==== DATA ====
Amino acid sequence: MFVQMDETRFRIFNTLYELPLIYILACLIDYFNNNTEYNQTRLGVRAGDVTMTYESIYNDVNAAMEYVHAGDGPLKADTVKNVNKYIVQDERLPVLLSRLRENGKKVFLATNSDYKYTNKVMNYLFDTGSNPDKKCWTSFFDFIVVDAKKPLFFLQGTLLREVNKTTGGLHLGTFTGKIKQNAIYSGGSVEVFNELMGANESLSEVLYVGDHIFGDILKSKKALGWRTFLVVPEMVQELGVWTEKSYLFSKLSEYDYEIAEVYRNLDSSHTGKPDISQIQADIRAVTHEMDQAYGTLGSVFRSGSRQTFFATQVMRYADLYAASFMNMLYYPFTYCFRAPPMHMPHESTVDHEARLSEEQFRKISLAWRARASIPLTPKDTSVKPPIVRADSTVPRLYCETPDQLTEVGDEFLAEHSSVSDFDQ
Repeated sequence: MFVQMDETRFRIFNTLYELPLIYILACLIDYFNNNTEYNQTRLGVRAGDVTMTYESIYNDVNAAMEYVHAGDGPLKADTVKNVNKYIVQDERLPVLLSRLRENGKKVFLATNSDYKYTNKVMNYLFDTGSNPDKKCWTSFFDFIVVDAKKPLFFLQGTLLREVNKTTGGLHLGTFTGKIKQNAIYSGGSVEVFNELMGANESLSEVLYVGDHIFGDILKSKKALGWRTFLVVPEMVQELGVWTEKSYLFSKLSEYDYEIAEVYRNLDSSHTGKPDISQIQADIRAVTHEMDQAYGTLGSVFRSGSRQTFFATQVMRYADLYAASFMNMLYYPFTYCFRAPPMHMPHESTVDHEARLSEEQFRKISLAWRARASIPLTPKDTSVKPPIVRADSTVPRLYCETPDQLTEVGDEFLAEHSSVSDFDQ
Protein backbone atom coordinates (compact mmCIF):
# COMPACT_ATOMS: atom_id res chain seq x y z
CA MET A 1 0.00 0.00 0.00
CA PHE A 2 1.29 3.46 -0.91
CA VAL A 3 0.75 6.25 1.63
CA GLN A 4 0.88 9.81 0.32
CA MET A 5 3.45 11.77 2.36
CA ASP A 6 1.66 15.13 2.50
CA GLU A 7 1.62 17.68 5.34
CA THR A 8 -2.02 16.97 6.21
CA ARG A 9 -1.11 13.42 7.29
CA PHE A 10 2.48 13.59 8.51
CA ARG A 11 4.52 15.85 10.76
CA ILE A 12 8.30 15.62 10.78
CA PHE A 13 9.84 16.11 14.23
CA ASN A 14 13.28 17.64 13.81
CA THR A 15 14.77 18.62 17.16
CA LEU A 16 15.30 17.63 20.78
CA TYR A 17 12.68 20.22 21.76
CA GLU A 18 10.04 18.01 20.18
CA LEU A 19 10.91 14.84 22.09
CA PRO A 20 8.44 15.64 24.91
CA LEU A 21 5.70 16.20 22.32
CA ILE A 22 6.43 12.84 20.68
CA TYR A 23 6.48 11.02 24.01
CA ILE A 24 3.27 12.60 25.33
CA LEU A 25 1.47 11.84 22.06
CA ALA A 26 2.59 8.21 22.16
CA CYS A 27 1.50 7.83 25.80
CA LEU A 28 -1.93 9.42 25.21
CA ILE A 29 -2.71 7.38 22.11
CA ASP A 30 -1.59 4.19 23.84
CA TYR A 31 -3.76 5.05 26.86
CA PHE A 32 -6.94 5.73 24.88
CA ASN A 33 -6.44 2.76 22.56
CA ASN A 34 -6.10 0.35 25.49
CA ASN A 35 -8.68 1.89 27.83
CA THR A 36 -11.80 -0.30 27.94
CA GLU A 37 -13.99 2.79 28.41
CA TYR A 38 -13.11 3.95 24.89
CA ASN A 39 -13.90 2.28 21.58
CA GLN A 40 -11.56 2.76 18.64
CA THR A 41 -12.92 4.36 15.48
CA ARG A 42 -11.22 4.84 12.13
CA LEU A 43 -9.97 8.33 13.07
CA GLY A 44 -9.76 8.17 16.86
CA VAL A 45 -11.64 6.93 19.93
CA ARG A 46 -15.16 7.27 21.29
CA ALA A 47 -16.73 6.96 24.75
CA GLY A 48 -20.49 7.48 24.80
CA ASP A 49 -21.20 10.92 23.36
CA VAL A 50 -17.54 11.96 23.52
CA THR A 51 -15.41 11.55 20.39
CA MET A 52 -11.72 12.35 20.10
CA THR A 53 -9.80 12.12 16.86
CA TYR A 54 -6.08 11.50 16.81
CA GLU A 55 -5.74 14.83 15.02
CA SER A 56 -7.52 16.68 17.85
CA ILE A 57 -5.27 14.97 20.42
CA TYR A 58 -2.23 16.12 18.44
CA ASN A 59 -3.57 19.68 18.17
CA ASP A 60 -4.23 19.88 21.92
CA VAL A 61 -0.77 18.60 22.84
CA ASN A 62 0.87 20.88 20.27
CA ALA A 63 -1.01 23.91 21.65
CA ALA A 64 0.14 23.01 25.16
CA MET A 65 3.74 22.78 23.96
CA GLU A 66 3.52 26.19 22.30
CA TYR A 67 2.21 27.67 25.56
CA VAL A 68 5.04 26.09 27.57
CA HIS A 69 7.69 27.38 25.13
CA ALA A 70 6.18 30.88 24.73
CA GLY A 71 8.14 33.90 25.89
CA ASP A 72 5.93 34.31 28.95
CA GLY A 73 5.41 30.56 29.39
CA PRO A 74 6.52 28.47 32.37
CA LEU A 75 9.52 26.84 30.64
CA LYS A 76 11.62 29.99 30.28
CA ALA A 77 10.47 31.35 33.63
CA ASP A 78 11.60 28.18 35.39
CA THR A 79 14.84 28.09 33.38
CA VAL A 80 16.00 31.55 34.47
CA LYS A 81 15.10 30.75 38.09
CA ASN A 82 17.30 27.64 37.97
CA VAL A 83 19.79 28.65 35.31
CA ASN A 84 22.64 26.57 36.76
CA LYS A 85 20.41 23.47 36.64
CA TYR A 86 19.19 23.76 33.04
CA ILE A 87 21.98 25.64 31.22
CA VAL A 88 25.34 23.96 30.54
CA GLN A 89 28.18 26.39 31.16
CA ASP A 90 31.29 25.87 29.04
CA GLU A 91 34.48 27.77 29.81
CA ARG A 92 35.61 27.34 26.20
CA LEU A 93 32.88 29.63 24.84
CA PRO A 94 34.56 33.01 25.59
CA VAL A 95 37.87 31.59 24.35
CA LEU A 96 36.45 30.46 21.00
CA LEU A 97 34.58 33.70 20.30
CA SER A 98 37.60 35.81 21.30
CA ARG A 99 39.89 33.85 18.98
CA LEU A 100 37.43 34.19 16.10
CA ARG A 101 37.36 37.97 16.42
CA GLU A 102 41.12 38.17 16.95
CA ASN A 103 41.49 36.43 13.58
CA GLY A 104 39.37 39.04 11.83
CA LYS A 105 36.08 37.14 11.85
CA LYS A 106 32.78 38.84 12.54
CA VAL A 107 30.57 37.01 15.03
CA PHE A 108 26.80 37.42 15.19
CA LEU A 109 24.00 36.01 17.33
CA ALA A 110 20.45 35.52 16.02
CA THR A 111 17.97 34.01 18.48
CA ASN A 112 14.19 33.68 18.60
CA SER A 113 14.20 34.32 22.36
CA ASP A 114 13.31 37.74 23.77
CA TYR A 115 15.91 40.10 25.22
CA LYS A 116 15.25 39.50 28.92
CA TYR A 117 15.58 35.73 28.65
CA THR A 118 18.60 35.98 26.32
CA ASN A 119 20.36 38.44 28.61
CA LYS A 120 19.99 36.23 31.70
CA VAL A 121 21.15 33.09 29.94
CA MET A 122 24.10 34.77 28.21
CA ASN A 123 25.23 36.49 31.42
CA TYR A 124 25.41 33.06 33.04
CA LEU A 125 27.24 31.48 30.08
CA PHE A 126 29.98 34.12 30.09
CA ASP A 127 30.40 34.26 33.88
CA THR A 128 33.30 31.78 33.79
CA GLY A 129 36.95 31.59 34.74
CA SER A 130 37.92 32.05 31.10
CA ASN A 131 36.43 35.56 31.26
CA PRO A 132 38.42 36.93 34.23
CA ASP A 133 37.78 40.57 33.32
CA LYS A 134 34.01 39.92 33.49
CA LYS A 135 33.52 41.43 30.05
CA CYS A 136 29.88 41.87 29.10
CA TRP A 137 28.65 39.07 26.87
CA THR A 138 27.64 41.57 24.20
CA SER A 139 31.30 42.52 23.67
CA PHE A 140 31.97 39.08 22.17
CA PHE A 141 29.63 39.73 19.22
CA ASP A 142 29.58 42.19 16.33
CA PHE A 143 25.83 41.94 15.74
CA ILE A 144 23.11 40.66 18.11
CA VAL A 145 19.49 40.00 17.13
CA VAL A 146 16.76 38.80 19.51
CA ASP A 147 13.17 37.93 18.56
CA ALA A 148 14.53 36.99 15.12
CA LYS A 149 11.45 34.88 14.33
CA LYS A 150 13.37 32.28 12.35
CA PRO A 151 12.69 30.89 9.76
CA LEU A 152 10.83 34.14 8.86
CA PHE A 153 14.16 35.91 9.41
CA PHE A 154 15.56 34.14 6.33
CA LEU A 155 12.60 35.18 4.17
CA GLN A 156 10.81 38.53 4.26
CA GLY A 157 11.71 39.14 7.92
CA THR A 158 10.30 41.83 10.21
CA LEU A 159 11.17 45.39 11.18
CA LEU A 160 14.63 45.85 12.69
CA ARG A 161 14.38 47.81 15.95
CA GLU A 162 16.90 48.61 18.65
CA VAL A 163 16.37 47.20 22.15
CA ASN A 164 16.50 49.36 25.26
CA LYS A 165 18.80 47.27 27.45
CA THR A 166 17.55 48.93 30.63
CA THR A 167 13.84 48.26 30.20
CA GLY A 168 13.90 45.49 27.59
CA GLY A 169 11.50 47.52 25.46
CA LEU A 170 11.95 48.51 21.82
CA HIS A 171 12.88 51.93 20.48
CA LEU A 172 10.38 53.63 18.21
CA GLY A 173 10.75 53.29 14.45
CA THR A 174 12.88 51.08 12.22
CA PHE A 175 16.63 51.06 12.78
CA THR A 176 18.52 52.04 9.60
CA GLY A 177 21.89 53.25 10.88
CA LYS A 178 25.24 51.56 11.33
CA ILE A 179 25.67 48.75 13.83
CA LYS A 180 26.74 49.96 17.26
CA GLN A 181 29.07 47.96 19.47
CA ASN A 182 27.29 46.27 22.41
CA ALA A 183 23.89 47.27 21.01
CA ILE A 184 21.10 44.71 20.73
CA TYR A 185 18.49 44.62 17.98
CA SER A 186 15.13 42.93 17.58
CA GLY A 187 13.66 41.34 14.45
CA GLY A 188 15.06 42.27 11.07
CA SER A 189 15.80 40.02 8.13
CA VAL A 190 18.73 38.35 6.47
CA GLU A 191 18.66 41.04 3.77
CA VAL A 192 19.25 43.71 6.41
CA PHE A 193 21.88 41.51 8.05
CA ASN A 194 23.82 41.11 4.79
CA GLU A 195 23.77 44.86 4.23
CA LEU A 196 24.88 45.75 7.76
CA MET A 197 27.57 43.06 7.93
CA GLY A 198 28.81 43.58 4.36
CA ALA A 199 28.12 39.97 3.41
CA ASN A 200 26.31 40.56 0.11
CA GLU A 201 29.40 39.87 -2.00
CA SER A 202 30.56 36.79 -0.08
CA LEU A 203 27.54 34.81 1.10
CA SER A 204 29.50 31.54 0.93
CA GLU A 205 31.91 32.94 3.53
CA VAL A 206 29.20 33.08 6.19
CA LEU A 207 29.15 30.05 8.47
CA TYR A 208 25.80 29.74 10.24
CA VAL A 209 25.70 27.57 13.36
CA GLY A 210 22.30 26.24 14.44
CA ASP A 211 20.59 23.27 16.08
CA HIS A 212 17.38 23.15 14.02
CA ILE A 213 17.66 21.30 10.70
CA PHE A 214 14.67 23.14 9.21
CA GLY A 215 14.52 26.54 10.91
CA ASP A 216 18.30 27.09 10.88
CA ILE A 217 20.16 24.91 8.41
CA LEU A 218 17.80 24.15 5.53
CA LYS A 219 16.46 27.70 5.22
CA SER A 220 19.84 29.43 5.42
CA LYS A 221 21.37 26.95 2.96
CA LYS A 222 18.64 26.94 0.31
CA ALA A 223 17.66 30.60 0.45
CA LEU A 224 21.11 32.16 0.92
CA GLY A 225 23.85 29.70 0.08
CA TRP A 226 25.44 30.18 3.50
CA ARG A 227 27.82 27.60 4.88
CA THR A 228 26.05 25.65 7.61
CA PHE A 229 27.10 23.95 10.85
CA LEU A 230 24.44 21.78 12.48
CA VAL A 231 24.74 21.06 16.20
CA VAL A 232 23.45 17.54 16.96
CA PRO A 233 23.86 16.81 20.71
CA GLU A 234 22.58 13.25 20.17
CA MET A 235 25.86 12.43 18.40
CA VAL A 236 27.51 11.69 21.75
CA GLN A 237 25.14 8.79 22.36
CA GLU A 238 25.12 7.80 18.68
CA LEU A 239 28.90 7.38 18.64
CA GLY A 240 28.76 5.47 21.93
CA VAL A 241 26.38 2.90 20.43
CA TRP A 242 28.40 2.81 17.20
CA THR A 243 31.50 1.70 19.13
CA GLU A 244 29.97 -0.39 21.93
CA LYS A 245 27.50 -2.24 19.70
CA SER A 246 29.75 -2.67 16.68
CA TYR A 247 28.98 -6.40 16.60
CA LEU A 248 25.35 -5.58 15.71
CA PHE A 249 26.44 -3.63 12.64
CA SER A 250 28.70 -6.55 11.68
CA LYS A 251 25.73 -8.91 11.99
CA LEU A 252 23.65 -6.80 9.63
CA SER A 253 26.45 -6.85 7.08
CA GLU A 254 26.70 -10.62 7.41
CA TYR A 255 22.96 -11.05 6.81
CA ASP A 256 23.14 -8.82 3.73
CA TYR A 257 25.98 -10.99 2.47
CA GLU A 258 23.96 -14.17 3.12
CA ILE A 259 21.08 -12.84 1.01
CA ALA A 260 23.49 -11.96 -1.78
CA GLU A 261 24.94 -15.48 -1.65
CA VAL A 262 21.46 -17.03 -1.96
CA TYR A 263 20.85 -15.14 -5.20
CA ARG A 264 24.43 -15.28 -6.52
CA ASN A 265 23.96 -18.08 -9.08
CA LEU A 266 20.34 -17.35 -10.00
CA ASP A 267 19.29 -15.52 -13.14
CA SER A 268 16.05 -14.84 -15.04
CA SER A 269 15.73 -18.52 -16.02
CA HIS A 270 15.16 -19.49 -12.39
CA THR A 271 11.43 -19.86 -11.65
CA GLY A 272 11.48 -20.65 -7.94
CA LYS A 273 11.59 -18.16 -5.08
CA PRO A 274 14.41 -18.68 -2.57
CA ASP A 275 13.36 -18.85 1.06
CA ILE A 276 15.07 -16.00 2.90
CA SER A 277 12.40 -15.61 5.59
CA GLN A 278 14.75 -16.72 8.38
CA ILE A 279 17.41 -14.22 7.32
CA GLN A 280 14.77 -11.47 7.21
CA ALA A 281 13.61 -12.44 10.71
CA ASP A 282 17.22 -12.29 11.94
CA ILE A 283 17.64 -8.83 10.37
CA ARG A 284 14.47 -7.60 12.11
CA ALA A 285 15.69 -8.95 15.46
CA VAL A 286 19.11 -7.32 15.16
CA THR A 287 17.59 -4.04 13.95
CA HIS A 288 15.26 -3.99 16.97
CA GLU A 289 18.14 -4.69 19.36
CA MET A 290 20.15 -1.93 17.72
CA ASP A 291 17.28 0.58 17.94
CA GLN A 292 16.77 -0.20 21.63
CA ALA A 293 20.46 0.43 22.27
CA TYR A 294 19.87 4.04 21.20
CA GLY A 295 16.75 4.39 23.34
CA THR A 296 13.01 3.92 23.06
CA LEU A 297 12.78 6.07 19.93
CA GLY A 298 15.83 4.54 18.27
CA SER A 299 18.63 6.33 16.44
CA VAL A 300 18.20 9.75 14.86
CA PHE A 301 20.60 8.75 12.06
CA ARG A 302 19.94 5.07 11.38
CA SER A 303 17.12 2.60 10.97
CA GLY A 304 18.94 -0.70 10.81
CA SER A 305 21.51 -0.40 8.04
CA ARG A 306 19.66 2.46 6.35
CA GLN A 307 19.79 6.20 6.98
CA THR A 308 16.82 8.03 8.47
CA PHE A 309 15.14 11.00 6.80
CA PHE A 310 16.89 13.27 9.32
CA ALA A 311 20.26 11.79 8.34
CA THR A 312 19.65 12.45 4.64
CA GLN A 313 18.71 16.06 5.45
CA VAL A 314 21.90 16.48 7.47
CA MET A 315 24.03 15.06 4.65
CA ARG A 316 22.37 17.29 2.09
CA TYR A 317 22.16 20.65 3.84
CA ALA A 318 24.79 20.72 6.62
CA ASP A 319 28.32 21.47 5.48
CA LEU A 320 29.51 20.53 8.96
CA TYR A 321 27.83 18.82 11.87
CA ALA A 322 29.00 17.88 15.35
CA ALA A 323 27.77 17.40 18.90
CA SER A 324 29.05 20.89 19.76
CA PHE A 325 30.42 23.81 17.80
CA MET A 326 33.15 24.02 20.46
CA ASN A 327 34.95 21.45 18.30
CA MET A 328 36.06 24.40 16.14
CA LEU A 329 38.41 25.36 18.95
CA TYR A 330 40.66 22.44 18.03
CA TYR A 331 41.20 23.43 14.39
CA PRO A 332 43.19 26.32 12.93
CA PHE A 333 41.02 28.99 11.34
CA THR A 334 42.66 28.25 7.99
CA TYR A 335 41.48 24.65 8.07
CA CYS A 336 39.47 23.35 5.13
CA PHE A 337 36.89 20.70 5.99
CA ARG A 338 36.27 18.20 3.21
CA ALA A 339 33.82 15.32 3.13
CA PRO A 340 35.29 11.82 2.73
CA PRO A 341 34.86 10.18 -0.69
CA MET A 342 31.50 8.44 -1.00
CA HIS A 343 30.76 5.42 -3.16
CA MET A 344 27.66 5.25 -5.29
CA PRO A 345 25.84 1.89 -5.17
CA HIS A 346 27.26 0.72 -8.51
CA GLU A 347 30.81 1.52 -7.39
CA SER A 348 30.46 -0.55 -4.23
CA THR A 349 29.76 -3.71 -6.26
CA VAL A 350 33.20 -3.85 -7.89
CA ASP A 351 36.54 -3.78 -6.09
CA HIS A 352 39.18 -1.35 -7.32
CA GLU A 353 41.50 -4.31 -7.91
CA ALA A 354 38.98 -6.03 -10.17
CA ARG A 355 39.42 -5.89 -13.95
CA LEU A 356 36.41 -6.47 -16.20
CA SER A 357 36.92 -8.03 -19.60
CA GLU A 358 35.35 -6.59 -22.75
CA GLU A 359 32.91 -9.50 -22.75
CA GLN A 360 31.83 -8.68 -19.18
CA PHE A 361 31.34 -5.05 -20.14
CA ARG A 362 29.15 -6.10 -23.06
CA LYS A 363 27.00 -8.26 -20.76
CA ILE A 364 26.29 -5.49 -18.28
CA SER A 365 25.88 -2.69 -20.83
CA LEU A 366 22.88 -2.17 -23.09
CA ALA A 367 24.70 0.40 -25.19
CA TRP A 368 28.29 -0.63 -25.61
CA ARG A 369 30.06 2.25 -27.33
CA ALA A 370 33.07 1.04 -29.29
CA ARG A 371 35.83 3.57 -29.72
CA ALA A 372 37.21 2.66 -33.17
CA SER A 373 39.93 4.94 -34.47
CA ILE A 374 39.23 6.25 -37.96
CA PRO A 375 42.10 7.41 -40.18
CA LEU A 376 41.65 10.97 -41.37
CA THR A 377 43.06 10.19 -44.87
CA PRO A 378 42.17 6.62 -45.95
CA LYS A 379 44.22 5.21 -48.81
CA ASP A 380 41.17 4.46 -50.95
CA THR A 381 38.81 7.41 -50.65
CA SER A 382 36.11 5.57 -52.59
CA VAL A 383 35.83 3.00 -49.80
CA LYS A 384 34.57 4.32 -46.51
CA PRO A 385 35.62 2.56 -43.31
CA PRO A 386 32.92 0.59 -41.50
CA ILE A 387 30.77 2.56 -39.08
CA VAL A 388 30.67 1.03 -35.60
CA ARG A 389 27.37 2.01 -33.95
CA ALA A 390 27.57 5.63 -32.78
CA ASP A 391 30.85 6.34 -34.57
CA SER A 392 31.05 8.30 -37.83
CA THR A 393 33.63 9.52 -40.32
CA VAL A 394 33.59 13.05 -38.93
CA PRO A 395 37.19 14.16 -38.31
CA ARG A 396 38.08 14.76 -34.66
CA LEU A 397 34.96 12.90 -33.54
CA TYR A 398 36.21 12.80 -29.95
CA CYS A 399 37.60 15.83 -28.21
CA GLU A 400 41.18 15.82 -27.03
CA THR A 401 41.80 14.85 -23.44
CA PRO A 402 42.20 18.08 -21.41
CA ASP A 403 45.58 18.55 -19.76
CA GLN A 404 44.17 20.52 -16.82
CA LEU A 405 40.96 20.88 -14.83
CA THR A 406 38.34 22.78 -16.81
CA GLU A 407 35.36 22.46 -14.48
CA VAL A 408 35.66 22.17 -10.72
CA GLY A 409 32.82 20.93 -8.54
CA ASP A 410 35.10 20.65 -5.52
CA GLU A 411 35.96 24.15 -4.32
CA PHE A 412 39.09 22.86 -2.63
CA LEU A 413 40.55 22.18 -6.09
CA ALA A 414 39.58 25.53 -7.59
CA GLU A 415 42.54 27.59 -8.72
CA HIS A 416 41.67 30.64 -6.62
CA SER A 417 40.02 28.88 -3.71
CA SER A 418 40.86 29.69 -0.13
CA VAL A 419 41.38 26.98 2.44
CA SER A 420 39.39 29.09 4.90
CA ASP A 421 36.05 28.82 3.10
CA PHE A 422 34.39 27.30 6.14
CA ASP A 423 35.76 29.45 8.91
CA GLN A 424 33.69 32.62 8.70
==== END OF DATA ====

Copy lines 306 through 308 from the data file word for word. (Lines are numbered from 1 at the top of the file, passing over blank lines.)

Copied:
CA ARG A 302 19.94 5.07 11.38
CA SER A 303 17.12 2.60 10.97
CA GLY A 304 18.94 -0.70 10.81